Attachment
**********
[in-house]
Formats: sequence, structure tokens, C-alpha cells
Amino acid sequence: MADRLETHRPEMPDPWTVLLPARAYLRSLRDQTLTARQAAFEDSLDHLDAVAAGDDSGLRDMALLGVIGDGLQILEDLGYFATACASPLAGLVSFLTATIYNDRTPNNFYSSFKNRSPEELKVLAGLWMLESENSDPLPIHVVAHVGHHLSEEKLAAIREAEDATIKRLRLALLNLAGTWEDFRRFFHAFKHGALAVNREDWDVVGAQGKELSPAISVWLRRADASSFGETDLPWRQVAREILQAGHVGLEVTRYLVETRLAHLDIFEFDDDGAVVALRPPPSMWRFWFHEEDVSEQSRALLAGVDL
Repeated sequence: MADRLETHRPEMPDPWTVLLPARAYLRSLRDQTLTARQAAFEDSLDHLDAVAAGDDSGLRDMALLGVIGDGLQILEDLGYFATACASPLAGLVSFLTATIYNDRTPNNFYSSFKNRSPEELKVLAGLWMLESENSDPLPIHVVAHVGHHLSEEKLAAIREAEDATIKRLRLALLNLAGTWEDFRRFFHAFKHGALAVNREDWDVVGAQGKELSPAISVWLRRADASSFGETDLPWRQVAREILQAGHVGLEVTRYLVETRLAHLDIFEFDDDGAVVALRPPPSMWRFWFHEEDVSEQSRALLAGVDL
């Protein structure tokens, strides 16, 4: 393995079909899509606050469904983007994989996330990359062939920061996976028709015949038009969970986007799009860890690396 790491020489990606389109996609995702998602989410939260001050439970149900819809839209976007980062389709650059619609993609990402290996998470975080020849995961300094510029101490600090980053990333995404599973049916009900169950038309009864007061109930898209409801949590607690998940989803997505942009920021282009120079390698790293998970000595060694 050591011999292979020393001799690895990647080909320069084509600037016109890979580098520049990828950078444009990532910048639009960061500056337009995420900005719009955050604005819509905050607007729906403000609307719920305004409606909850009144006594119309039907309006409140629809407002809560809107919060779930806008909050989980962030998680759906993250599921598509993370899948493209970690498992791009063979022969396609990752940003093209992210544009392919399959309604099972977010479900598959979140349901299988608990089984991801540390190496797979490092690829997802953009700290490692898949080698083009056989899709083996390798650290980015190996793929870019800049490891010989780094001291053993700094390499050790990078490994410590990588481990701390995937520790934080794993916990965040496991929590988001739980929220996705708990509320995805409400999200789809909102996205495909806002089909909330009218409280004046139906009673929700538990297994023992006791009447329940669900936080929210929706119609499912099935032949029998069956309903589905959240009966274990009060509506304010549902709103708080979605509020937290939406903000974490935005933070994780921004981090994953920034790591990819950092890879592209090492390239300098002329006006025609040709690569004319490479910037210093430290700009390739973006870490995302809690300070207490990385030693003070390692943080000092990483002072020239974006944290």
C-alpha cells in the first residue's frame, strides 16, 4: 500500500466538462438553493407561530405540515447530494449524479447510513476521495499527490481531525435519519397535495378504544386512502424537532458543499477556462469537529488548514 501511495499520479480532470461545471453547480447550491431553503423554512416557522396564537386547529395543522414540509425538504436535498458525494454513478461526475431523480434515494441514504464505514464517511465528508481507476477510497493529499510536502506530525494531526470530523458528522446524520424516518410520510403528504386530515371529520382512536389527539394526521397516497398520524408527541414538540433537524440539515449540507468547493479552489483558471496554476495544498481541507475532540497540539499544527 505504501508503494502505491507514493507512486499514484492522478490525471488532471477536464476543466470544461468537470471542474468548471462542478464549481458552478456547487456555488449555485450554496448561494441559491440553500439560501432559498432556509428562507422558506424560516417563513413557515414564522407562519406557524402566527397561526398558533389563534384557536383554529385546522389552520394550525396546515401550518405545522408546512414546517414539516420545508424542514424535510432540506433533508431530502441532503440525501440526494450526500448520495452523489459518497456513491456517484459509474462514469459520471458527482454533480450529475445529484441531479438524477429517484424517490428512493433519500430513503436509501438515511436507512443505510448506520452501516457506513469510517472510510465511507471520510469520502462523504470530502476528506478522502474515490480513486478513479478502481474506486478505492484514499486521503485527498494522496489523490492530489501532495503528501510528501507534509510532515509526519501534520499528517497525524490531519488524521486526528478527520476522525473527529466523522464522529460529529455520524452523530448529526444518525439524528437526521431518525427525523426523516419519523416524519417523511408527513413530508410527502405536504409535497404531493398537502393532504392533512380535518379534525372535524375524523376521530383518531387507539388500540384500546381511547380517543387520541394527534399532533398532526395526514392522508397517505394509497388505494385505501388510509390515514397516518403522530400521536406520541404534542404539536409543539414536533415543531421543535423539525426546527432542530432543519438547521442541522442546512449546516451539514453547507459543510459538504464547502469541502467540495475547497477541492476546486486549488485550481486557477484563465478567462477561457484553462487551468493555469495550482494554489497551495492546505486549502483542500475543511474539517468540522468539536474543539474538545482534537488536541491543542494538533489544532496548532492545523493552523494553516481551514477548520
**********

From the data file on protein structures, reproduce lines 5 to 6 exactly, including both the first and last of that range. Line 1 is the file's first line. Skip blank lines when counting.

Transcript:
């Protein structure tokens, strides 16, 4: 393995079909899509606050469904983007994989996330990359062939920061996976028709015949038009969970986007799009860890690396 790491020489990606389109996609995702998602989410939260001050439970149900819809839209976007980062389709650059619609993609990402290996998470975080020849995961300094510029101490600090980053990333995404599973049916009900169950038309009864007061109930898209409801949590607690998940989803997505942009920021282009120079390698790293998970000595060694 050591011999292979020393001799690895990647080909320069084509600037016109890979580098520049990828950078444009990532910048639009960061500056337009995420900005719009955050604005819509905050607007729906403000609307719920305004409606909850009144006594119309039907309006409140629809407002809560809107919060779930806008909050989980962030998680759906993250599921598509993370899948493209970690498992791009063979022969396609990752940003093209992210544009392919399959309604099972977010479900598959979140349901299988608990089984991801540390190496797979490092690829997802953009700290490692898949080698083009056989899709083996390798650290980015190996793929870019800049490891010989780094001291053993700094390499050790990078490994410590990588481990701390995937520790934080794993916990965040496991929590988001739980929220996705708990509320995805409400999200789809909102996205495909806002089909909330009218409280004046139906009673929700538990297994023992006791009447329940669900936080929210929706119609499912099935032949029998069956309903589905959240009966274990009060509506304010549902709103708080979605509020937290939406903000974490935005933070994780921004981090994953920034790591990819950092890879592209090492390239300098002329006006025609040709690569004319490479910037210093430290700009390739973006870490995302809690300070207490990385030693003070390692943080000092990483002072020239974006944290």
C-alpha cells in the first residue's frame, strides 16, 4: 500500500466538462438553493407561530405540515447530494449524479447510513476521495499527490481531525435519519397535495378504544386512502424537532458543499477556462469537529488548514 501511495499520479480532470461545471453547480447550491431553503423554512416557522396564537386547529395543522414540509425538504436535498458525494454513478461526475431523480434515494441514504464505514464517511465528508481507476477510497493529499510536502506530525494531526470530523458528522446524520424516518410520510403528504386530515371529520382512536389527539394526521397516497398520524408527541414538540433537524440539515449540507468547493479552489483558471496554476495544498481541507475532540497540539499544527 505504501508503494502505491507514493507512486499514484492522478490525471488532471477536464476543466470544461468537470471542474468548471462542478464549481458552478456547487456555488449555485450554496448561494441559491440553500439560501432559498432556509428562507422558506424560516417563513413557515414564522407562519406557524402566527397561526398558533389563534384557536383554529385546522389552520394550525396546515401550518405545522408546512414546517414539516420545508424542514424535510432540506433533508431530502441532503440525501440526494450526500448520495452523489459518497456513491456517484459509474462514469459520471458527482454533480450529475445529484441531479438524477429517484424517490428512493433519500430513503436509501438515511436507512443505510448506520452501516457506513469510517472510510465511507471520510469520502462523504470530502476528506478522502474515490480513486478513479478502481474506486478505492484514499486521503485527498494522496489523490492530489501532495503528501510528501507534509510532515509526519501534520499528517497525524490531519488524521486526528478527520476522525473527529466523522464522529460529529455520524452523530448529526444518525439524528437526521431518525427525523426523516419519523416524519417523511408527513413530508410527502405536504409535497404531493398537502393532504392533512380535518379534525372535524375524523376521530383518531387507539388500540384500546381511547380517543387520541394527534399532533398532526395526514392522508397517505394509497388505494385505501388510509390515514397516518403522530400521536406520541404534542404539536409543539414536533415543531421543535423539525426546527432542530432543519438547521442541522442546512449546516451539514453547507459543510459538504464547502469541502467540495475547497477541492476546486486549488485550481486557477484563465478567462477561457484553462487551468493555469495550482494554489497551495492546505486549502483542500475543511474539517468540522468539536474543539474538545482534537488536541491543542494538533489544532496548532492545523493552523494553516481551514477548520